The life of Cecil Gaines (played here by Forest Whitaker, with Oprah Winfrey) plays out against the turmoil of the civil rights movement and his post in the White House.
It is astutely illustrated in "Lee Daniels' The Butler" that you cannot separate American history from the annals of African-American slavery, subjugation and the ongoing exodus that plays out in our daily domestic life. The sins of the past, born of an ignorance predating ancient times, shamefully wraps around the spine of our humanity like a cancer.
The search for a cure to our social ills, a work in progress, is touchingly told here via the compelling saga of Cecil Gaines (Forest Whitaker), butler to eight U.S. Presidents. A long-durable form for chronicling the events and movements of time, this mode, albeit simplifying, gives the complex panorama accessibility. Whatever might be lacking in an academic sense is shored up on the emotional end by several, convincingly heartfelt performances.
Forest Whitaker excels in the title role, a metaphoric witness to the persecution whose intermittent narrations complement an award-worthy embodiment of what it takes to survive in an environment so blinded by its prejudices that it barely recognizes them. Cecil's odyssey from virtual slavery on a cotton plantation in the South to a position of responsibility and tacit influence in the White House elicits a spectrum of emotions.
We are again shocked by the sheer physicality of the ugly violence, from out and out lynching to the brutal reprisals that attend protests, demonstrations and sit-ins. We know exactly what he means when James Marsden's JFK, watching the cataclysm on TV, disbelievingly declares, "I don't know what country I'm watching."
Daniels, working from a script by Danny Strong, inspired by Wil Haygood's article, skillfully balances a commentary on the major turning points, punctuated by actual footage, with a cerebral contemplation on the arduous road to real freedom. But where he excels most, thanks to Whitaker's tour de force, is in depicting what Cecil describes as the two faces the black man must wear if he is to make his way in America.
Numerous other points are made — historically, psychologically and in the realm of socioeconomics — as the milestones in Cecil's life are superimposed and analogized by the greater pageant of our civilization. Hypocrisy confounds. The duplicity, even in the name of equality, is astounding. A running example seriocomically mirrors the greater problem at hand: With each succeeding administration, Cecil vigilantly sallies forth, petitioning for equal remuneration and opportunity for the black White House staff.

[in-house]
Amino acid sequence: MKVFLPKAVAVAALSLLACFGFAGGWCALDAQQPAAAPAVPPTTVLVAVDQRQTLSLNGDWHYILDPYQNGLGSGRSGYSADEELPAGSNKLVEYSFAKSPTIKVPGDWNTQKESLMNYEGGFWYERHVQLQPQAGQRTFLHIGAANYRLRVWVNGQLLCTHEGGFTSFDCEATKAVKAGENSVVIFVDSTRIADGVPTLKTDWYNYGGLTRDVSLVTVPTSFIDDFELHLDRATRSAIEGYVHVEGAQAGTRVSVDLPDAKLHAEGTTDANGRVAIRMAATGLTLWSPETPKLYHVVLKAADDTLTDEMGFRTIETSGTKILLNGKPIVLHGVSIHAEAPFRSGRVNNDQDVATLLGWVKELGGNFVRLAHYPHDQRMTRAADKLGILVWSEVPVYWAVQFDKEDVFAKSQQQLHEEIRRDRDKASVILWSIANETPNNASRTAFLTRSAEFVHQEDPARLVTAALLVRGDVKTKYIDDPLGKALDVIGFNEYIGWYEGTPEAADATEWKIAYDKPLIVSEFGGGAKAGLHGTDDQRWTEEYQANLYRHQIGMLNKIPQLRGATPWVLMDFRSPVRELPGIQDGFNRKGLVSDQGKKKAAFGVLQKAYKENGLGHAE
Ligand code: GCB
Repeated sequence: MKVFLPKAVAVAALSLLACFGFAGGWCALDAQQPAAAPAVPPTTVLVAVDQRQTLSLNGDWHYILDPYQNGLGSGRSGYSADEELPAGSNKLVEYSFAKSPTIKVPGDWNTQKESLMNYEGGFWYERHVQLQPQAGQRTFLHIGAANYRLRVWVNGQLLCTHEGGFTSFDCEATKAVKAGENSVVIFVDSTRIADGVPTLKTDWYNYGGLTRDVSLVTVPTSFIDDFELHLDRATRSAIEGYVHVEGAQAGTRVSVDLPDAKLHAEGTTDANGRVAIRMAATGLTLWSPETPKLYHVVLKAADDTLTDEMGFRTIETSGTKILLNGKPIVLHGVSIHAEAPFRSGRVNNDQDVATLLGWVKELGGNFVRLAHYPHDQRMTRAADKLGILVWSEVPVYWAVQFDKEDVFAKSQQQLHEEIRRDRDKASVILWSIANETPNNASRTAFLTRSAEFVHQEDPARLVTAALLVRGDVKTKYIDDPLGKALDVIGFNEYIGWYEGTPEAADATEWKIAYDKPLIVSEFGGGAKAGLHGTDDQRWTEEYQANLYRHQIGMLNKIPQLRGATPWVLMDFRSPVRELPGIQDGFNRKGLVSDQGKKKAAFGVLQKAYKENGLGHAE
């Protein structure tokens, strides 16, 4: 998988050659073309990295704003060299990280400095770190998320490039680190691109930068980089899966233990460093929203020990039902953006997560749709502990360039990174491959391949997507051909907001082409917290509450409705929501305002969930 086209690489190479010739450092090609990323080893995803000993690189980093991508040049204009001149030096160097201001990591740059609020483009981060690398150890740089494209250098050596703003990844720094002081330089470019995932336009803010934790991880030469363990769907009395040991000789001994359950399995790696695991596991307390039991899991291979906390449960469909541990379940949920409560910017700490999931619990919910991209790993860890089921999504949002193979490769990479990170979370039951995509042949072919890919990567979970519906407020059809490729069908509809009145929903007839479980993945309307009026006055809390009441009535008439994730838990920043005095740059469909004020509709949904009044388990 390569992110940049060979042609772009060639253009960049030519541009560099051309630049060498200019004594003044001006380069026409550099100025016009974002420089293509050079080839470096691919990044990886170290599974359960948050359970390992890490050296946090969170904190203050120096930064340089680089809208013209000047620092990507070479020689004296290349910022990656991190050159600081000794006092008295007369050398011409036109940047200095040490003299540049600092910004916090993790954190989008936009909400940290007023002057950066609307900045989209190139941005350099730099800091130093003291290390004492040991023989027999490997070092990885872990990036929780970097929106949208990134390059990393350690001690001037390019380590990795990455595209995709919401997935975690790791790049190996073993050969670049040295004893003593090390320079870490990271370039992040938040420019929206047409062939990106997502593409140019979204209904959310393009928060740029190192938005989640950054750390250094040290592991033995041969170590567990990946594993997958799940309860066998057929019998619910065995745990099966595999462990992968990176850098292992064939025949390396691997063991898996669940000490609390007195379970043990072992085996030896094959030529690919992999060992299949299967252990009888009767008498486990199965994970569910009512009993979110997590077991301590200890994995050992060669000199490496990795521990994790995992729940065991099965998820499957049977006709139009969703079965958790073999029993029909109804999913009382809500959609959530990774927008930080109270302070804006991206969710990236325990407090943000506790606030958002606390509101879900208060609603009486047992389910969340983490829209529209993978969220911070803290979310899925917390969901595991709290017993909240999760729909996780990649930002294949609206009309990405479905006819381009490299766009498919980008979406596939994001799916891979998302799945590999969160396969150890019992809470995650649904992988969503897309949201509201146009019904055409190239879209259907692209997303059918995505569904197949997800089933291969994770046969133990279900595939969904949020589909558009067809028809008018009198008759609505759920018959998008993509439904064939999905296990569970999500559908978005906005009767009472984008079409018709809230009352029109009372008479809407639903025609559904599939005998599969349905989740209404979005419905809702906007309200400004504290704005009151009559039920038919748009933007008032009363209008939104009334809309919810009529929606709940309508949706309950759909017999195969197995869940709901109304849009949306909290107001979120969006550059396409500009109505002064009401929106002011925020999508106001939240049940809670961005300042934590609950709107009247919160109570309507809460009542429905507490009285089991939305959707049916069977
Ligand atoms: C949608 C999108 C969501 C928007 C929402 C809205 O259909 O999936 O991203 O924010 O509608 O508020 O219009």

It's also a love story, and a pretty good one at that, thanks in great part to Oprah Winfrey's marvelous portrayal of Cecil's wife, Gloria. Watching as she shares the trials and tribulations foisted upon them, and tossing in some personal devils of her own for good measure, we are reminded what a fine actress she is. We also take a little lesson in how the wiles, ravages and vagaries of world events impact a marriage. i.e. — child-rearing in a bigoted, strife-torn environment.
Their eldest son, Louis, played by David Oyelowo, becomes an activist while at Fisk University, whereas Charlie, portrayed by Elijah Kelley, opts for the military. Reading between the lines gives you a glimpse of the parental woes this augurs.
While both Winfrey and Whitaker exact enough dimension from their characters to occasionally loosen matters with a bit of comedy relief, the turnstile procession of Cecil's employers imparts a near cynical whimsy to the doings.
Robin Williams is Dwight D. Eisenhower, the first in the group to carve a notch for civil liberties. John Cusack's Nixon is the tragically paranoid opportunist; Liev Schreiber depicts Johnson as an ill-mannered boor who, despite his disregard for Emily Post, passes more civil rights legislation than anyone since Lincoln; and Alan Rickman captures Reagan as a personally nice but rather deluded, near doddering chief executive.
But Marsden's John F. Kennedy falls short, literally and figuratively. A full two inches less in stature than our 35th president, he looks and seems more like Bobby. Still, when that terrible moment comes, you feel the pang of opportunity lost, and there I was again, seated at my desk, senior year in high school, the shocking news coming over the loudspeaker.
Director Daniels is good at that ... lassoing the big events and telling them through the viewpoint of the common man just trying to realize his entitled portion of life, liberty and the pursuit of happiness. Problem is, thanks to the Catch 22 of intolerance, most of those who really need this education will not attend. Too bad. Because in experiencing the sublime grace and powerful conviction with which "Lee Daniels' The Butler" serves up its personalization of history, one just might gain a better understanding of racial injustice in America.
"Lee Daniels' The Butler," rated PG-13, is a Weinstein Company release directed by Lee Daniels and stars Forest Whitaker, Oprah Winfrey and David Oyelowo. Running time: 132 minutes